A few weeks ago, we explained the purpose of Gap Insurance and a possible bad faith legal claim you might have against the Gap Insurance company if it refuses to pay on your claim.  See that post HERE.

If you happen to find this post before you bought the Gap Insurance, then here is why Gap Insurance is most likely a waste of your time and money.

When you finance a vehicle, you end up paying more than you would for that vehicle than if you paid cash.  Let’s illustrate this.  Assume you are buying a car for $10,000.00.  If you pay cash, the cost will be $10,000.00, plus whatever government taxes might be added, like your typical 6% tax in Pennsylvania.  If you finance the vehicle, i.e. take a loan from a bank, then you agree to pay a number of other fees and charges, like finance charges, interest, potential late payment fees, etc. over a period of years.  A typical vehicle loan might be for 5 years.  So, at the end of 5 years, you might actually pay $12,000.00 for the vehicle.

Assuming you financed the vehicle, let’s look at some different terminology involved in your loan:

OUTSTANDING BALANCE:  This is the amount left to be paid of the original loan.  Also known as the principle balance.  For example, if you took out a loan for $10,000.00 and made monthly payments of say $200 for 4 months, your outstanding balance is $9,200.00.  The outstanding balance does not take taxes, interest, fees, and charges into consideration.

PAYOFF BALANCE:  This is the amount you owe to pay off the loan completely.  This amount does include taxes, interest, fees, and charges.  So, you take out a loan for $10,000.00, you make 4 payments of $200.00, but you will owe more than $9,200.00 to pay off the loan because of added taxes, interest, fees, and charges.

Understanding the difference in the two balances, this is where we see the scam of Gap Insurance.  In it’s most basic form, Gap Insurance is designed to pay off your loan once your primary collision insurance company has exhausted its policy.  For example, you get in an accident and total the vehicle.  At that time, your PAYOFF is $5,000.00 on your auto loan.  Your primary insurance company pays $3,000.00 toward that loan.  Gap Insurance is designed to pay the rest of the loan.  However, deep within your Gap Insurance policy, it likely says that your Gap Insurance company only agrees to pay a portion of your OUTSTANDING BALANCE.  In other words, Gap Insurance won’t cover the full PAYOFF amount.  Therefore, you will still owe money and have no legal recourse against the Gap Insurance for bad faith.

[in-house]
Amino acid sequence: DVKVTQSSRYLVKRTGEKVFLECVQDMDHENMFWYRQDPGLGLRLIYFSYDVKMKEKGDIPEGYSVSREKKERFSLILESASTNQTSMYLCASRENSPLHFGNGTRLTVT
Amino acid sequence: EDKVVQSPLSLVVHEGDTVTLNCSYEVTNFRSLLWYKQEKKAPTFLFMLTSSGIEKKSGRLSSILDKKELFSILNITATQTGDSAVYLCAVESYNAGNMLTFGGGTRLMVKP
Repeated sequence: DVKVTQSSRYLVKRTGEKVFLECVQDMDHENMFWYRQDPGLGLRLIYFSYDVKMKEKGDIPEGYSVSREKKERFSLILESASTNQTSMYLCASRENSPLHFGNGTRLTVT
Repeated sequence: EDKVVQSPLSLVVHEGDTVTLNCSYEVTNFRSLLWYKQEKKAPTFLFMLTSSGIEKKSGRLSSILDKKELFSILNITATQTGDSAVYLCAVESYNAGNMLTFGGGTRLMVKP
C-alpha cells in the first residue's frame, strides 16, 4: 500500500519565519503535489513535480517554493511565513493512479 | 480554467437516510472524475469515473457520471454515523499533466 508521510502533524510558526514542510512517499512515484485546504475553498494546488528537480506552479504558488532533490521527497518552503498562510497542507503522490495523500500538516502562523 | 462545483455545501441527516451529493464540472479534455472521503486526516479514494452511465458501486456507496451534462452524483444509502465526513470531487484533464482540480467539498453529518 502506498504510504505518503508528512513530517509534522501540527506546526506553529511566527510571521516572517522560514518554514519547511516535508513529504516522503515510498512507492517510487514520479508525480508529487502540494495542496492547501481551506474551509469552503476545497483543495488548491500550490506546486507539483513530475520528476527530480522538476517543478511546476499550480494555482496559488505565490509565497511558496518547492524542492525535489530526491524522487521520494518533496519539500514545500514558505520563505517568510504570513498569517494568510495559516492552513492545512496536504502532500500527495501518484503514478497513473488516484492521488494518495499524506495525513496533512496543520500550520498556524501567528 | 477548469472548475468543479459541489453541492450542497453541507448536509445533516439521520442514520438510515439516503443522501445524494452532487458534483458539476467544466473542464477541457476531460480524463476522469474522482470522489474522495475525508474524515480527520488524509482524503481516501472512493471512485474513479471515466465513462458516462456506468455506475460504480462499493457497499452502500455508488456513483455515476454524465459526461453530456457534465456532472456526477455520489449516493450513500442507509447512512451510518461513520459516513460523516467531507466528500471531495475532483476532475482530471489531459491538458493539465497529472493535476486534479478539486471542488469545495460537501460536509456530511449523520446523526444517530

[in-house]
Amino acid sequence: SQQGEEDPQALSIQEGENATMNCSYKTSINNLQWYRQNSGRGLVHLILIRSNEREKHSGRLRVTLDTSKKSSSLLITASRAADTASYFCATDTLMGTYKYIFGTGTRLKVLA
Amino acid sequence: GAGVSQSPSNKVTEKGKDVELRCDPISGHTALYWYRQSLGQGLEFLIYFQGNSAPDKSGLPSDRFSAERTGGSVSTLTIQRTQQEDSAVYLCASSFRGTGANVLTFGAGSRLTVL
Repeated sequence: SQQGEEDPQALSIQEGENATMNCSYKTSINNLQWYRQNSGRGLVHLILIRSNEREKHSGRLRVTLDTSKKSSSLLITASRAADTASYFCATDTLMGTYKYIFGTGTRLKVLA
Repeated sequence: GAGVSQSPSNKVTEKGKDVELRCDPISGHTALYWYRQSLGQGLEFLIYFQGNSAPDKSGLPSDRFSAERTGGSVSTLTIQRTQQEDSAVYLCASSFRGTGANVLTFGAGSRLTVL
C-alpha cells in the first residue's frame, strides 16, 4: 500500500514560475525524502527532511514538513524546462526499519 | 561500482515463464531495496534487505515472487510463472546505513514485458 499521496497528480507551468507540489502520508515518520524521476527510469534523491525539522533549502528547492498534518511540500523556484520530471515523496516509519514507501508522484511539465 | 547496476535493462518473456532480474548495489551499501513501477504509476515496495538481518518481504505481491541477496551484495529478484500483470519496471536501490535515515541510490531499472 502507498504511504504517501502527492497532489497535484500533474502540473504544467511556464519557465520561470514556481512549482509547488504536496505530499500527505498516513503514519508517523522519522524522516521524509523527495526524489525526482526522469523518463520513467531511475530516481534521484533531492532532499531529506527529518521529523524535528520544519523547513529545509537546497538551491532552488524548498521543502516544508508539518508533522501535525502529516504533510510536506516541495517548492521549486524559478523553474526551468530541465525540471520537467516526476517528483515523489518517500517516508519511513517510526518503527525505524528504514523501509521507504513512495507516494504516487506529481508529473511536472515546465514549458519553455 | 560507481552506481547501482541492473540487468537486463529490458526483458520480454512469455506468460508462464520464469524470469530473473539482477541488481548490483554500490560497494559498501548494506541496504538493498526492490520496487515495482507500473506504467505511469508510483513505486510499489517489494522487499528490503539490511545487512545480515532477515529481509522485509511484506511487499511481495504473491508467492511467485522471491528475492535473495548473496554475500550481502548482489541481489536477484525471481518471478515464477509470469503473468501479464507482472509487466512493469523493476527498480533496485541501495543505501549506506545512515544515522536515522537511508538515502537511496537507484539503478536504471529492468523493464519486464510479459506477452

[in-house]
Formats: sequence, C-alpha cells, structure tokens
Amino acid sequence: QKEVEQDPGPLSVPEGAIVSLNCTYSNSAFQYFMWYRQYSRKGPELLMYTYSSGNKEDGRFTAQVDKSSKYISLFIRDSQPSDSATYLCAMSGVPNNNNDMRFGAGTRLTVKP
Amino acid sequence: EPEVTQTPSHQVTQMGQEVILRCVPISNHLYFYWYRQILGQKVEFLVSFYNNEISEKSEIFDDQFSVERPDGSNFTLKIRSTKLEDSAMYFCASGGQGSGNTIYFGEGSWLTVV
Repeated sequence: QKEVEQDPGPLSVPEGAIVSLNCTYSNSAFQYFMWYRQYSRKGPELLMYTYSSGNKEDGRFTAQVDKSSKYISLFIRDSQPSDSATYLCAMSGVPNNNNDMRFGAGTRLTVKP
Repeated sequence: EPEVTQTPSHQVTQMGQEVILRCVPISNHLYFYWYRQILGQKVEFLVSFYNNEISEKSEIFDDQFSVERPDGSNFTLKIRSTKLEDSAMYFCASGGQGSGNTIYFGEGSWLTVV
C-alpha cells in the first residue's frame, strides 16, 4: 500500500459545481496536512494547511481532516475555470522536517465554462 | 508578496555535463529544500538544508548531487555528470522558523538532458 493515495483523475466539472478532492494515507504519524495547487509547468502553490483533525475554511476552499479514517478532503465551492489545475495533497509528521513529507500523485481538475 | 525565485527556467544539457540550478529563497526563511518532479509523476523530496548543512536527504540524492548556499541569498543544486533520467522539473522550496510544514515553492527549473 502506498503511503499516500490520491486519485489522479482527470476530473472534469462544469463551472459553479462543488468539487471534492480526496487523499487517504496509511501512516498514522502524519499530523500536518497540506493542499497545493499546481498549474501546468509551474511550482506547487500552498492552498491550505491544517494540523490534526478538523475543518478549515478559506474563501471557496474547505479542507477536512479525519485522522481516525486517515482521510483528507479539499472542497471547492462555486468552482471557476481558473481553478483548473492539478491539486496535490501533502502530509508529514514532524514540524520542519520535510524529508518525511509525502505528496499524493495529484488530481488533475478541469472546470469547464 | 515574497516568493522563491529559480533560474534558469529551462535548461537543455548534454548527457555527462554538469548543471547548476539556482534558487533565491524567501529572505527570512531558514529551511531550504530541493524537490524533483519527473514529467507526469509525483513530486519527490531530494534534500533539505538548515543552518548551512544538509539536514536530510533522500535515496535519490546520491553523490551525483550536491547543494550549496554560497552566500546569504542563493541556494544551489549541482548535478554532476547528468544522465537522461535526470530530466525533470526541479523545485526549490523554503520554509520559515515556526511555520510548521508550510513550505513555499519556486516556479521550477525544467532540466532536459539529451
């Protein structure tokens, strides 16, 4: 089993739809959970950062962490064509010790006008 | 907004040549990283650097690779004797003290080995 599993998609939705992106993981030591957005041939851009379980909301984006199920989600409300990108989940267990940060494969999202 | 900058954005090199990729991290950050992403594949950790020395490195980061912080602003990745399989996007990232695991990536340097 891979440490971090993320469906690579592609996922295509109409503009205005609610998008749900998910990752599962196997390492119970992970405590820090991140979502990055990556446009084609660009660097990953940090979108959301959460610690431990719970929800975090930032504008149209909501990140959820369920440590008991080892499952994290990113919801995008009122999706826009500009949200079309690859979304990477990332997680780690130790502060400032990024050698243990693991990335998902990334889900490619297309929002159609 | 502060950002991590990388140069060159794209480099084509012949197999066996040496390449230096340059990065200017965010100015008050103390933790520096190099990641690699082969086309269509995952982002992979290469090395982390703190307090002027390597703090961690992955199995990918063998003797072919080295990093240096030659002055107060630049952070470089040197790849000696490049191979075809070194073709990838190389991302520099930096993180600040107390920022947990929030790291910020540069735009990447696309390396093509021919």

Insurance is great to cover you in a time of need.  However, you have to fully understand what you are agreeing to when you purchase an insurance policy.  We know that Insurance Policies are really big and hard to understand.  Trust us, we don’t like having to read them either.  However, you have to review it before you buy it.  You have to know what questions to ask the person selling the policy.  That is the purpose of this blog post.  Ask the car dealer whether the Gap Insurance covers the PAYOFF or only the OUTSTANDING BALANCE.  We are willing to bet the car dealership will either say OUTSTANDING only or he will lie to you.

In the end, you don’t want to end up like our recent potential client.  Her outstanding balance was around $9,000.00 when her ex-husband totaled her car.  Her payoff was over $11,000.00 because he was supposed to make her monthly payments and missed a few.  Her gap insurance only covered a portion of her outstanding balance.  It left her owing over $2,500.00 on a totaled vehicle.  Not good.

If you have an issue with a Gap Insurance policy, give us a call.